TF: Oh, that’s true, absolutely. I think our entire culture is built around trying to make all of us feel that we’re not going to die. Death in our culture is almost embarrassing. It’s something we want to quickly get away from and move on. I think it scares everyone. And buying new things is a way of constantly renovating yourself. As old as you get, you can put on a beautiful new pair of shoes. A woman can have her nails lacquered, put on a beautiful piece of jewellery, and when you stare down at your hand, it’s beautiful. When you look down, your shoes are shiny and perfect and new. It’s a way of feeling… ‘immortal’ isn’t the right word… it’s a way of denying mortality by constantly being able to refresh yourself through that. But our culture wants to pretend that death doesn’t exist.
TB: Your son’s generation has a completely different way of looking at things. How does that make you feel?
TF: It’s something that’s happened with every generation. You go back and you read something from the 18th century and the people in their 60s are talking about how they don’t understand youth, or you go back to The Beatles, and the older generation’s reaction. This is a normal thing. But I do think this transformation is completely different because it is a transformation of the mind. Jack doesn’t do social media obviously at his age — I dread the day when that starts — but he’s quite comfortable in a virtual reality, and then I have to force him to get off and go swimming or play tennis or run around and live in the ‘real’ world, as we call it. But what’s to say that isn’t going to be his real world? Do I hold him back, or do I let him become part of his time? And his time, whatever he’s going to create, whatever his generation’s contribution is to history, to the development of the human race, is starting from the base of where they are now as kids, even though it’s not our time. I do think that there’s going to be a line drawn that will relate to technology. It’s different than listening to different music or wearing different clothes. This is a complete change in brain development, and an acceptance of a virtual reality which has maybe become The Reality. Reality created in his mind and the mind of other kids playing Minecraft. I think everyone over 40 or 45, whatever the cut-off was — yes, we can use social media, yes, we can technically do all these things, but my brain is wired very differently than his.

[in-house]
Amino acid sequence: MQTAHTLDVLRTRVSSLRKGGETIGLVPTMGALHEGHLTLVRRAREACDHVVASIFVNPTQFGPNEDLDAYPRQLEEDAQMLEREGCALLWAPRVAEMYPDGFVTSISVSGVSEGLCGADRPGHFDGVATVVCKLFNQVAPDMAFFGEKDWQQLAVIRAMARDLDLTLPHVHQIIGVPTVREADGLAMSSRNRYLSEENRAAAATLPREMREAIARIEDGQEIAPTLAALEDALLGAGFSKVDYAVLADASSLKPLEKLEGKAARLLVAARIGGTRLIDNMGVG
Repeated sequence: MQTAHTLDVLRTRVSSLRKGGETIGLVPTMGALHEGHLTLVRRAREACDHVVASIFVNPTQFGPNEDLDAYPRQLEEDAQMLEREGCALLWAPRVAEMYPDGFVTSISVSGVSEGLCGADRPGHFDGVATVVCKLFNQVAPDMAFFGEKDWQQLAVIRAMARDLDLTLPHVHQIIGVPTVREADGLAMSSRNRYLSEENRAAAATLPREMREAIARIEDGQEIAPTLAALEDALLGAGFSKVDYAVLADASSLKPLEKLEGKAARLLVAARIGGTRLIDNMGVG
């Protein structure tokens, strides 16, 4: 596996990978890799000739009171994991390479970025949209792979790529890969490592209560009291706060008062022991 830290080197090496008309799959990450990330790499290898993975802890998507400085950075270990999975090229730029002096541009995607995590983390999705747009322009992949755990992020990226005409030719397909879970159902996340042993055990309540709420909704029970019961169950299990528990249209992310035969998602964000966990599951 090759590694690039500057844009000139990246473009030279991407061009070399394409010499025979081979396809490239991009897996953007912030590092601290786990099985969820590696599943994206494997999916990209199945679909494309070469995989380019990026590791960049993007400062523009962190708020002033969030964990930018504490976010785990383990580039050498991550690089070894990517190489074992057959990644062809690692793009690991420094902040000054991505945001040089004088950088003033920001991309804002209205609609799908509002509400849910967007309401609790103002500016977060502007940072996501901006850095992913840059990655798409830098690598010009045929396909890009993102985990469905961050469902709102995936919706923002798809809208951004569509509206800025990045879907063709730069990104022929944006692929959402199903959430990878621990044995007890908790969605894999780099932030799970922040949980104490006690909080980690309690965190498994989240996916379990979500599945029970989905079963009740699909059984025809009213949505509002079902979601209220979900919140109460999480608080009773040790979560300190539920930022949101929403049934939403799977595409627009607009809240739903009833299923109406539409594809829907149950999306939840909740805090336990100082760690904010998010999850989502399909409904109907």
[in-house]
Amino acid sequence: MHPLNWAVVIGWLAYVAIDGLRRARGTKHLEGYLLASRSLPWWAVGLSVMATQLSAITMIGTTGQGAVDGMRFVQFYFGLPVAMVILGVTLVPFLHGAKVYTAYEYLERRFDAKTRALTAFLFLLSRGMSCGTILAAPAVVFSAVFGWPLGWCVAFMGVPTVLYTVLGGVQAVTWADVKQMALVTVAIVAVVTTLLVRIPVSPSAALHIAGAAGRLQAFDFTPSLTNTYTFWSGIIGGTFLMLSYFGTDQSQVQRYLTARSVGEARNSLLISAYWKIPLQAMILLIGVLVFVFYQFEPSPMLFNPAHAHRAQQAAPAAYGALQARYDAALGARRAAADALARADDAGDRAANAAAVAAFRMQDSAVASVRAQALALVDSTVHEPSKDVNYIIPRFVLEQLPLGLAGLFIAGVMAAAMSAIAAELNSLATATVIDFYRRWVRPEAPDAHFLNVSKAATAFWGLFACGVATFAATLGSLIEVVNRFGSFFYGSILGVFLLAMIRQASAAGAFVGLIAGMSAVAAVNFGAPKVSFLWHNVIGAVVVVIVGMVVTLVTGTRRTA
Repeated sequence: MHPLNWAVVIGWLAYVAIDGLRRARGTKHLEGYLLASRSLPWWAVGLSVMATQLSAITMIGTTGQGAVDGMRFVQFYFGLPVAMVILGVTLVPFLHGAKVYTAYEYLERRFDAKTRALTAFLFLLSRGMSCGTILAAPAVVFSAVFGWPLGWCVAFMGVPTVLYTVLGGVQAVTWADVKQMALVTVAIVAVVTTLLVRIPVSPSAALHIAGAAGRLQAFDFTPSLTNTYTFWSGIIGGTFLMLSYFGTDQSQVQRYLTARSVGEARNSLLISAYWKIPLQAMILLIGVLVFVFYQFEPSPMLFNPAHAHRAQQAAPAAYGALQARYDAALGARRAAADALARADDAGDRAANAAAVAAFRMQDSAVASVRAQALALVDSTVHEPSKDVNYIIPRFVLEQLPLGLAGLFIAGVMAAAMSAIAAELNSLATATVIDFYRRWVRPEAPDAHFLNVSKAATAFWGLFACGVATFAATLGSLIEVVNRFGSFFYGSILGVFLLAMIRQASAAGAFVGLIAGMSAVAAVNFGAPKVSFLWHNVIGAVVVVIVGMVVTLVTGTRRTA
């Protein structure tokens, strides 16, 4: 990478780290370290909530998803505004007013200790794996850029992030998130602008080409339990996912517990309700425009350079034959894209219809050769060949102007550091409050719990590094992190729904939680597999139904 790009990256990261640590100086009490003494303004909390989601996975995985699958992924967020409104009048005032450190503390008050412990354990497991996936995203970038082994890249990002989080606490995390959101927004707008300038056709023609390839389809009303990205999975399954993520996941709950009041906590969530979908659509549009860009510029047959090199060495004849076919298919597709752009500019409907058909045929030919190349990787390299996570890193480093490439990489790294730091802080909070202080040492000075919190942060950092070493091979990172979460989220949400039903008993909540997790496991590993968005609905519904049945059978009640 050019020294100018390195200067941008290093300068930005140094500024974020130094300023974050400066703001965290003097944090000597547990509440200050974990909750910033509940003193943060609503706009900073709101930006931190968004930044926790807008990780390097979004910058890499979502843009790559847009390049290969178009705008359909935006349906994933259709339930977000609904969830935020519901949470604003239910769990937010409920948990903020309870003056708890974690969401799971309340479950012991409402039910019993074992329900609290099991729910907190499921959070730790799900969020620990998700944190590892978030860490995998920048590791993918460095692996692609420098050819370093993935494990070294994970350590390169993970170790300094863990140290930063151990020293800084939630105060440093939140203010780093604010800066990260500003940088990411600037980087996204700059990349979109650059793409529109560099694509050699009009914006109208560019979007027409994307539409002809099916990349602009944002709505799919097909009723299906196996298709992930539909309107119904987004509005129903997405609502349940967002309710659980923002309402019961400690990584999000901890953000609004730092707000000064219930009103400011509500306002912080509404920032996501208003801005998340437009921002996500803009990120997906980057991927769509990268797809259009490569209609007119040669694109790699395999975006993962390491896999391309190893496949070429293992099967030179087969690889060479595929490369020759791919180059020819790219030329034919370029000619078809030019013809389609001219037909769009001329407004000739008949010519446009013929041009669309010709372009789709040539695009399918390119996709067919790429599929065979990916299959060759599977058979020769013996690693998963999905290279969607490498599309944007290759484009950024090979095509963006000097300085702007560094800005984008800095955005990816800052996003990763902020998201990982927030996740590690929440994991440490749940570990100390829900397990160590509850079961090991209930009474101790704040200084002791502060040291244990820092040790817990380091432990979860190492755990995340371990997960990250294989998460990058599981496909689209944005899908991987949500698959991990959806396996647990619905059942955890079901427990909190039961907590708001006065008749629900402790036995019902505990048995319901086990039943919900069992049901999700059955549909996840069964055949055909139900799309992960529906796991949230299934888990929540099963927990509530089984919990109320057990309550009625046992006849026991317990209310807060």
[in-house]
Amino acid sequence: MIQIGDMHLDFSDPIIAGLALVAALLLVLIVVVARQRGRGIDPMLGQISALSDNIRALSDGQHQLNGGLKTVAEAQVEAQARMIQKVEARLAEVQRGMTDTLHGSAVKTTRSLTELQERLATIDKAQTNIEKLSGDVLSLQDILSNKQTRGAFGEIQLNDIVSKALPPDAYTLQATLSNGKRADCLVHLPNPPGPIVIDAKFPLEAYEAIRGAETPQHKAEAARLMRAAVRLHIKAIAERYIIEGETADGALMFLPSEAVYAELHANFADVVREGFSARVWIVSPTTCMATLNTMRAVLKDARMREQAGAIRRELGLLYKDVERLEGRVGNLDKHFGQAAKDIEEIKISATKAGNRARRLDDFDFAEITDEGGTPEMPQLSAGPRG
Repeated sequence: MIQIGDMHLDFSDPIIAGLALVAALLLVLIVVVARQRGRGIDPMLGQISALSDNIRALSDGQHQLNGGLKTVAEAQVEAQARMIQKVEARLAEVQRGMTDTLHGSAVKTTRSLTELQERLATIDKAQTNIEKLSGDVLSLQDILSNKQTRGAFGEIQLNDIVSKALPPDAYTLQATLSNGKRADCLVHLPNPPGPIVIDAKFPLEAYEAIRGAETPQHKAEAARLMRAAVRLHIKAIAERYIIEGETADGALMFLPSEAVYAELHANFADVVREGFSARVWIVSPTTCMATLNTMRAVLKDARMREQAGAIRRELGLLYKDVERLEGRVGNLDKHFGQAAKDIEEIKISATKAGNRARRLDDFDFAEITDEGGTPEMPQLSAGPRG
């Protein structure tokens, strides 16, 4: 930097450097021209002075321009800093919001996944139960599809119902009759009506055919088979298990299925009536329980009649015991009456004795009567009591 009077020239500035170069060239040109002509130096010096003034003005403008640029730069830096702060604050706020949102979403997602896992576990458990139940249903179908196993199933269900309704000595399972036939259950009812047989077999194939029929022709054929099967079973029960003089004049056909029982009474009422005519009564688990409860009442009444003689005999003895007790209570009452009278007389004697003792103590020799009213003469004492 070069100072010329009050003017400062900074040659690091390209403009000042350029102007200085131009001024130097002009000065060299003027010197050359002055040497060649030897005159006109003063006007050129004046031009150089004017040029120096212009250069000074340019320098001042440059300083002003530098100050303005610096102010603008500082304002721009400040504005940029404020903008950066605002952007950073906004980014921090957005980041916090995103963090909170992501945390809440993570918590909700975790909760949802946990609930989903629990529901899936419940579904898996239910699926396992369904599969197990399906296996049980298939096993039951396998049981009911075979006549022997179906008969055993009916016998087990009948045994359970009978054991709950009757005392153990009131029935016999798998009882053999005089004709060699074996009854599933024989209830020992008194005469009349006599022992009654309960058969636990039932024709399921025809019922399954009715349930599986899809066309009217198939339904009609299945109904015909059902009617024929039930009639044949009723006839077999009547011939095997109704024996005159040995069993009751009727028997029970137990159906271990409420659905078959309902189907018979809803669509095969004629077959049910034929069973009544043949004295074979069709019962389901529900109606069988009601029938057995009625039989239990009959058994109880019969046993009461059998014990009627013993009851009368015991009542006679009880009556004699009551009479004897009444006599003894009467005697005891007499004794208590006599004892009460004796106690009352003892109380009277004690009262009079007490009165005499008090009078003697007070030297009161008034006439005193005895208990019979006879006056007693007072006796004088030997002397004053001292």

TB: What do you think your life and your work will ultimately say to future generations?
TF: I was part of my time. I mean part of my time with clothing. So maybe I’m backtracking on what I just said about the virtual world being the real world. We are still material beings and material beings in the future will still need to eat, the food will still need to taste great and they’ll still need to put on clothes, I hope, and those clothes will still need to fit. Even in the virtual world, we have touch, when we get off our devices. Maybe the reality is that I don’t know. People always try to analyse what the world is gonna think of them later. I hate that word, ‘legacy.’ Nobody knows what the hell their legacy is gonna be. Only time will tell.
This article first appeared in the November 11, 2021 issue of ES Magazine.